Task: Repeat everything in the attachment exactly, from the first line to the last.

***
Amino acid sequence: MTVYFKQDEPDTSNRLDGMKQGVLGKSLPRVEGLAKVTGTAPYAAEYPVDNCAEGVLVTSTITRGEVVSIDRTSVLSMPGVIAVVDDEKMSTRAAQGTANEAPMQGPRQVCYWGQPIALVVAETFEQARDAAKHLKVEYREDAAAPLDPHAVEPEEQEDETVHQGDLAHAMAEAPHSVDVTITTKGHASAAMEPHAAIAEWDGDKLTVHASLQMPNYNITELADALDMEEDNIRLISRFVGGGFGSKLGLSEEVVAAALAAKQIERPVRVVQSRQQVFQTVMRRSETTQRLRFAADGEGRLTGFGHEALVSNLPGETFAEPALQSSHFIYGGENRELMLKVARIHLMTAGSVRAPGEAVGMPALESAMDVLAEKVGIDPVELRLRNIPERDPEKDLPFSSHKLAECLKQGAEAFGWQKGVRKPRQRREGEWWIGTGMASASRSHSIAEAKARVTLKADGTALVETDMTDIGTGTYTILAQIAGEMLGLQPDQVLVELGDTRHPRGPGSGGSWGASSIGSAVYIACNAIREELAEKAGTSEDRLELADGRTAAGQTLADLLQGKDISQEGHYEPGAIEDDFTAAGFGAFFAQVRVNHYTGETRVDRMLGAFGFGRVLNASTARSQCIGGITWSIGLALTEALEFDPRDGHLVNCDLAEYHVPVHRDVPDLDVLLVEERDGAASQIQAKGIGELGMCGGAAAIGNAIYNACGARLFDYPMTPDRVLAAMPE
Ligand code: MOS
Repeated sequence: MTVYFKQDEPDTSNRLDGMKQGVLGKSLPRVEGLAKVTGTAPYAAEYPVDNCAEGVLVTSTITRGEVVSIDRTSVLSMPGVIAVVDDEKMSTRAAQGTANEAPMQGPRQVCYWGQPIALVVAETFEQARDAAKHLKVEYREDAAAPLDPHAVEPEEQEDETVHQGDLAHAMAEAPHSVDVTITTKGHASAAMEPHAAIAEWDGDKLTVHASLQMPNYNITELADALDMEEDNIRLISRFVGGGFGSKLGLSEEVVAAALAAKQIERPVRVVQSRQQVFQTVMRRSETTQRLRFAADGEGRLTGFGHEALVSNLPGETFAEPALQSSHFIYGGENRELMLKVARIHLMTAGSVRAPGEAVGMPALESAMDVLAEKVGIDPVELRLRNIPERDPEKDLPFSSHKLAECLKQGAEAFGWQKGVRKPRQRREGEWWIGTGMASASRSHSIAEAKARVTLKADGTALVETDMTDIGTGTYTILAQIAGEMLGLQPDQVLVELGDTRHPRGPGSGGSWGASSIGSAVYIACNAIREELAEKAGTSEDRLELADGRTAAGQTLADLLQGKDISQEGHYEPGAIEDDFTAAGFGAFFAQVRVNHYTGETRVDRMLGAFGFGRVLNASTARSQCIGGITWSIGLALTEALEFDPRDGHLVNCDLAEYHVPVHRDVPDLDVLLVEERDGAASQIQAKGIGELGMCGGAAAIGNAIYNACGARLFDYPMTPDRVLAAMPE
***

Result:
Amino acid sequence: MTVYFKQDEPDTSNRLDGMKQGVLGKSLPRVEGLAKVTGTAPYAAEYPVDNCAEGVLVTSTITRGEVVSIDRTSVLSMPGVIAVVDDEKMSTRAAQGTANEAPMQGPRQVCYWGQPIALVVAETFEQARDAAKHLKVEYREDAAAPLDPHAVEPEEQEDETVHQGDLAHAMAEAPHSVDVTITTKGHASAAMEPHAAIAEWDGDKLTVHASLQMPNYNITELADALDMEEDNIRLISRFVGGGFGSKLGLSEEVVAAALAAKQIERPVRVVQSRQQVFQTVMRRSETTQRLRFAADGEGRLTGFGHEALVSNLPGETFAEPALQSSHFIYGGENRELMLKVARIHLMTAGSVRAPGEAVGMPALESAMDVLAEKVGIDPVELRLRNIPERDPEKDLPFSSHKLAECLKQGAEAFGWQKGVRKPRQRREGEWWIGTGMASASRSHSIAEAKARVTLKADGTALVETDMTDIGTGTYTILAQIAGEMLGLQPDQVLVELGDTRHPRGPGSGGSWGASSIGSAVYIACNAIREELAEKAGTSEDRLELADGRTAAGQTLADLLQGKDISQEGHYEPGAIEDDFTAAGFGAFFAQVRVNHYTGETRVDRMLGAFGFGRVLNASTARSQCIGGITWSIGLALTEALEFDPRDGHLVNCDLAEYHVPVHRDVPDLDVLLVEERDGAASQIQAKGIGELGMCGGAAAIGNAIYNACGARLFDYPMTPDRVLAAMPE
Ligand code: MOS
Repeated sequence: MTVYFKQDEPDTSNRLDGMKQGVLGKSLPRVEGLAKVTGTAPYAAEYPVDNCAEGVLVTSTITRGEVVSIDRTSVLSMPGVIAVVDDEKMSTRAAQGTANEAPMQGPRQVCYWGQPIALVVAETFEQARDAAKHLKVEYREDAAAPLDPHAVEPEEQEDETVHQGDLAHAMAEAPHSVDVTITTKGHASAAMEPHAAIAEWDGDKLTVHASLQMPNYNITELADALDMEEDNIRLISRFVGGGFGSKLGLSEEVVAAALAAKQIERPVRVVQSRQQVFQTVMRRSETTQRLRFAADGEGRLTGFGHEALVSNLPGETFAEPALQSSHFIYGGENRELMLKVARIHLMTAGSVRAPGEAVGMPALESAMDVLAEKVGIDPVELRLRNIPERDPEKDLPFSSHKLAECLKQGAEAFGWQKGVRKPRQRREGEWWIGTGMASASRSHSIAEAKARVTLKADGTALVETDMTDIGTGTYTILAQIAGEMLGLQPDQVLVELGDTRHPRGPGSGGSWGASSIGSAVYIACNAIREELAEKAGTSEDRLELADGRTAAGQTLADLLQGKDISQEGHYEPGAIEDDFTAAGFGAFFAQVRVNHYTGETRVDRMLGAFGFGRVLNASTARSQCIGGITWSIGLALTEALEFDPRDGHLVNCDLAEYHVPVHRDVPDLDVLLVEERDGAASQIQAKGIGELGMCGGAAAIGNAIYNACGARLFDYPMTPDRVLAAMPE